Novels in which the hero or heroine are battling an addiction are not typically easy reads. Both My Unexpected Hope and Blue Columbine are childhood sweetheart/second chance romances that make your heart hurt in the best ways as the characters fight to break the bonds of addiction (alcohol in Blue Columbine and alcohol and illegal drugs in My Unexpected Hope). The Things We Knew includes a large cast, several of whom are addicted to alcohol and drugs. Gray Carlisle is the character to watch, as he struggles to get clean for the sake of himself and those he loves.
The Grace Crasher includes a minor character addicted to alcohol, but the heroine in this hilarious novel is addicted to love. (Say that out loud without singing the refrain of the Robert Palmer song. I dare you.) Hip and funny, yet serious when it needs to be, The Grace Crasher tackles the “less popular” addictive behaviors, such as those involving serial crushes and (in another minor character) overeating. Continue reading →
Last Labor Day weekend, we gave family camping another shot. After several years’ hiatus allowing our babies and toddlers to grow into preschoolers, the six of us tent camped for a weekend. You can read about our adventures with pit toilets and fish pedicures here, but all in all, it was well worth it.
This year, we chose better when it came to the facilities, more memories were made, more lessons learned.
The “Facilities” and Site Location Make a Difference
We went from putrid pit toilets and no showers last year to pristine bathrooms and showers this year. What a difference it makes! My camping bathroom standards aren’t ridiculously high. We are in the outdoors after all, and I expect a certain number of moths, spiders, and other creepy crawlies to make their way inside. But these bathrooms had next to none! My only quibble is the fact that no paper towels were available, only weak hand driers. (But that also probably contributed to the cleanliness factor.)
While this site was another previously-unseen walk-in, its steep incline from parking spot to tent site amounted to a matter of yards. No excruciating, back-breaking treks up and down with gear or to the potty. Speaking of the potty . . .
As the author of Catholic fiction for teens and young adults, I find myself in a constant battle of the wills. There’s this desire to delight the reader with an entertaining and relatable story, while still remaining focused on pleasing God and sharing His Word. Some may not think this much of a challenge, but when you reflect on the world we live in, as well as what passes for entertainment these days, hardly a fraction of it would be considered godly. In fact, entertainment is so focused on stories that do everything but promote God’s word, or worse, indulge in ideas that are contrary to God’s word.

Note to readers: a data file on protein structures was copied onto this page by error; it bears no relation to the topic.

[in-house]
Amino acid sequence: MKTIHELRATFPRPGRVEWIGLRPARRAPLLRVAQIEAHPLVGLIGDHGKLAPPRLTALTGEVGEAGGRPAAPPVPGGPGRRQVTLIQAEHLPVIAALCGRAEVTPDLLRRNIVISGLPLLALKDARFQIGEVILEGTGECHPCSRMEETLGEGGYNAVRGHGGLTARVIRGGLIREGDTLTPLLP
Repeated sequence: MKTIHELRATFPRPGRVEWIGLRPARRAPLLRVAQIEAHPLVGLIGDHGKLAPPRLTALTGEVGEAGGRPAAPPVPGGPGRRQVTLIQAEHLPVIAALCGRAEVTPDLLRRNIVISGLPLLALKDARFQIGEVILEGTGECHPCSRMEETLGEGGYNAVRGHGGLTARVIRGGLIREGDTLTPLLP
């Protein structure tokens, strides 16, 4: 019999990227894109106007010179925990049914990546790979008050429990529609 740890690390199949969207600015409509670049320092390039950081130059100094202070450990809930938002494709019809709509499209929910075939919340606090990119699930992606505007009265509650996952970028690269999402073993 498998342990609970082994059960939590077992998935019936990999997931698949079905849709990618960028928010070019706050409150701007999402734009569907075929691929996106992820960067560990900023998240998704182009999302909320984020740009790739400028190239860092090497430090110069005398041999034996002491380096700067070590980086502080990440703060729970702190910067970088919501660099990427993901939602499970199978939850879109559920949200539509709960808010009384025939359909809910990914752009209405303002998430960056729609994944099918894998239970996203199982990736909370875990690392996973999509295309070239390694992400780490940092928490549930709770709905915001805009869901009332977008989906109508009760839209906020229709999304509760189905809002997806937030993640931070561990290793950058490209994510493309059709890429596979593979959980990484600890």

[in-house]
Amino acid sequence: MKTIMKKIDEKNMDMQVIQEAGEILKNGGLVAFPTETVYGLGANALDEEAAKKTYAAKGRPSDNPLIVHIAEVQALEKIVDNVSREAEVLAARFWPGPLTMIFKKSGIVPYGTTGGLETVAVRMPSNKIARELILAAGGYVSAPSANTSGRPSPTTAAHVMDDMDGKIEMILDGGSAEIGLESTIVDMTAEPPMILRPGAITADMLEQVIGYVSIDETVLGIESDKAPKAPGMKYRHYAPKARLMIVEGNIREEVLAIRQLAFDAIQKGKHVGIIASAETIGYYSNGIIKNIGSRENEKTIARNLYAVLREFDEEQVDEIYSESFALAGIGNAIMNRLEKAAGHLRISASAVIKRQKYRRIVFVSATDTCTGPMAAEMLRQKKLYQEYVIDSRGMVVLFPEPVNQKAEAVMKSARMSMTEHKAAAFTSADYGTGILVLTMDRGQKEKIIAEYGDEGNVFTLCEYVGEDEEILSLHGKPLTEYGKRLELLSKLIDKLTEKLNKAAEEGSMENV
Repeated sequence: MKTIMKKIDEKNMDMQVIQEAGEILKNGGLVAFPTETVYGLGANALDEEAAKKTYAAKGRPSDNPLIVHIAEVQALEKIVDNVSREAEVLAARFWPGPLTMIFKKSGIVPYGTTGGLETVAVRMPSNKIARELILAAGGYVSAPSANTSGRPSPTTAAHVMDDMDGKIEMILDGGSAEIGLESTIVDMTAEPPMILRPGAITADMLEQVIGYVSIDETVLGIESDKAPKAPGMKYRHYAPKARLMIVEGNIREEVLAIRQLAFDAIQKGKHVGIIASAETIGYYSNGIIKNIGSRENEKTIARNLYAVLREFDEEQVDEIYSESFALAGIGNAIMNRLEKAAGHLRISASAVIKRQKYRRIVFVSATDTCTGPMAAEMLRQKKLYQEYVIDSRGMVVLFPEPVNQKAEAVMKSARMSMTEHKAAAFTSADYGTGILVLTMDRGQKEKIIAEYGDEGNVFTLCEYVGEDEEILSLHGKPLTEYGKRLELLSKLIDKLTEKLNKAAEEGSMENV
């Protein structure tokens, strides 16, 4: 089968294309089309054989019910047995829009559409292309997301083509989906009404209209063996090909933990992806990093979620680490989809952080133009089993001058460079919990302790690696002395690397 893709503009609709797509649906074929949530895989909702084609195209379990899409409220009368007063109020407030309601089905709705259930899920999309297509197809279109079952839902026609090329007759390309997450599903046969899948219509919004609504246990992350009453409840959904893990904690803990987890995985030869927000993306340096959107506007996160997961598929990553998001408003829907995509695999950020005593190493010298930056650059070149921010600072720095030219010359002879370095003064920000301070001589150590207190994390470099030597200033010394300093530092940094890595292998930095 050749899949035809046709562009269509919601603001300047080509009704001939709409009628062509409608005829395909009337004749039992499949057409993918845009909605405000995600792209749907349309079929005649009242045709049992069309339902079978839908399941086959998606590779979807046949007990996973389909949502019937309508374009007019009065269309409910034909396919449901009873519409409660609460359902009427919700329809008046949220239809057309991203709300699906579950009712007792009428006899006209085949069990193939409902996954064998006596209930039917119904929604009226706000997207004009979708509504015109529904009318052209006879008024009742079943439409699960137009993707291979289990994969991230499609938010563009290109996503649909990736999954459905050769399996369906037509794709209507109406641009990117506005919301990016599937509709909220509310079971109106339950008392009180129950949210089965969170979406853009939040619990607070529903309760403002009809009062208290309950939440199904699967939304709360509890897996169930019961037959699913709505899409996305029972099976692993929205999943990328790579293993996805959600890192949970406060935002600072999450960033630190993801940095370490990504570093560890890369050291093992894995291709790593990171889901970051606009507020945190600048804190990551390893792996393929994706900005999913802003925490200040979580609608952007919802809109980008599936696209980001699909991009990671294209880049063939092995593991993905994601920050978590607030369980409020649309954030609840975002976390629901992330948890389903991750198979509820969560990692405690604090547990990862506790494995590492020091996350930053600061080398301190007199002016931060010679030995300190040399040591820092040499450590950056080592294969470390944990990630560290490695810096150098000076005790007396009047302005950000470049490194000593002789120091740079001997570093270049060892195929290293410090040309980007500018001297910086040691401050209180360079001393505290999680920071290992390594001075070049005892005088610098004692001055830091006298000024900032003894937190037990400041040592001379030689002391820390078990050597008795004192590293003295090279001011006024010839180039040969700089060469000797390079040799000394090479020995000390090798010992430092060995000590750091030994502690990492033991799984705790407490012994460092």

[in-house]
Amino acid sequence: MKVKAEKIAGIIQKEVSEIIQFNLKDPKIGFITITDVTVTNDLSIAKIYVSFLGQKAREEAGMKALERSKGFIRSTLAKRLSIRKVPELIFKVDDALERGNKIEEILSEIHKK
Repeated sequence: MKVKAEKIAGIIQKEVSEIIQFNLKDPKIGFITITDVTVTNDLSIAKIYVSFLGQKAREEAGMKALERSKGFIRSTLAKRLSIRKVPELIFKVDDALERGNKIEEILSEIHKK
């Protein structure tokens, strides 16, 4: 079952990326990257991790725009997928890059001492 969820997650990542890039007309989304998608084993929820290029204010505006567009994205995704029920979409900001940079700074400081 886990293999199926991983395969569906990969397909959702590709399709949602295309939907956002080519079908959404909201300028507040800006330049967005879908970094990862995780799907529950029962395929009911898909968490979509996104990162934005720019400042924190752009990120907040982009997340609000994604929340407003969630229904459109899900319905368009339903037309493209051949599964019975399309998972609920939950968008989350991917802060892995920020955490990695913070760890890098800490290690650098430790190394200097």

Welcome to the July 2017 edition of An Open Book, hosted both at My Scribbler’s Heart AND CatholicMom.com!
I had long been looking forward to reading a trio of contemporary Christian romances for which I received ARCs. (Those are Advance Review Copies, for the uninitiated.) First up was The Whys Have It by Amy Matayo. Her writing gets better with every book (and I know she wrote this one years ago, but the rewrite benefited from the skills she’s acquired over the years). I’m just going to admit it: Maybe it’s leftover teenage fangirling over Duran Duran et al, but I’m still a sucker for a rock star romance. This one isn’t all crushes, butterflies in the stomach, and glamour. This one is grief, regret, and making peace with the hands life deals you. I loved it.
The second ARC was by another of my favorite contemporary romance authors, Tammy L. Gray. My Unexpected Hope is technically not the second in a series, but it builds on her previous novel, My Hope Next Door. Back-to-back with The Whys Have It, it was another heavy-hearted romance, if there is such a thing. The main characters are grieving their divorce and trying their best to move past messed-up childhoods, a dysfunctional relationship, and addiction to make a new start. I especially loved the unexpected twist the ending took.